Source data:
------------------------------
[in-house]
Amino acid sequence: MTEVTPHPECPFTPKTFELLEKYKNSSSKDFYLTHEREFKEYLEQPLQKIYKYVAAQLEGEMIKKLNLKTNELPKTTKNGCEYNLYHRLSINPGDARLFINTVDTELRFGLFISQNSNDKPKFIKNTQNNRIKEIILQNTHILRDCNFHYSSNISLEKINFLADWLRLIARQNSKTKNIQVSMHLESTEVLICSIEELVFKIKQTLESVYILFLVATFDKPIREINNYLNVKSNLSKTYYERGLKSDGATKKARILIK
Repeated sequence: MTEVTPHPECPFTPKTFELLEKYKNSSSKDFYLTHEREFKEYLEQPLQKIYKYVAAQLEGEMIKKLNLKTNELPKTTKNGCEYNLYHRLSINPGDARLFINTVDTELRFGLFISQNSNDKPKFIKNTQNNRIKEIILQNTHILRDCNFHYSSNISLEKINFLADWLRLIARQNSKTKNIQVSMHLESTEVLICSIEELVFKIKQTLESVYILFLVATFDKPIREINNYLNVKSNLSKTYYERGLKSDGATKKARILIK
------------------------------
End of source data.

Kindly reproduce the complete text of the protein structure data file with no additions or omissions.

[in-house]
Amino acid sequence: MTEVTPHPECPFTPKTFELLEKYKNSSSKDFYLTHEREFKEYLEQPLQKIYKYVAAQLEGEMIKKLNLKTNELPKTTKNGCEYNLYHRLSINPGDARLFINTVDTELRFGLFISQNSNDKPKFIKNTQNNRIKEIILQNTHILRDCNFHYSSNISLEKINFLADWLRLIARQNSKTKNIQVSMHLESTEVLICSIEELVFKIKQTLESVYILFLVATFDKPIREINNYLNVKSNLSKTYYERGLKSDGATKKARILIK
Repeated sequence: MTEVTPHPECPFTPKTFELLEKYKNSSSKDFYLTHEREFKEYLEQPLQKIYKYVAAQLEGEMIKKLNLKTNELPKTTKNGCEYNLYHRLSINPGDARLFINTVDTELRFGLFISQNSNDKPKFIKNTQNNRIKEIILQNTHILRDCNFHYSSNISLEKINFLADWLRLIARQNSKTKNIQVSMHLESTEVLICSIEELVFKIKQTLESVYILFLVATFDKPIREINNYLNVKSNLSKTYYERGLKSDGATKKARILIK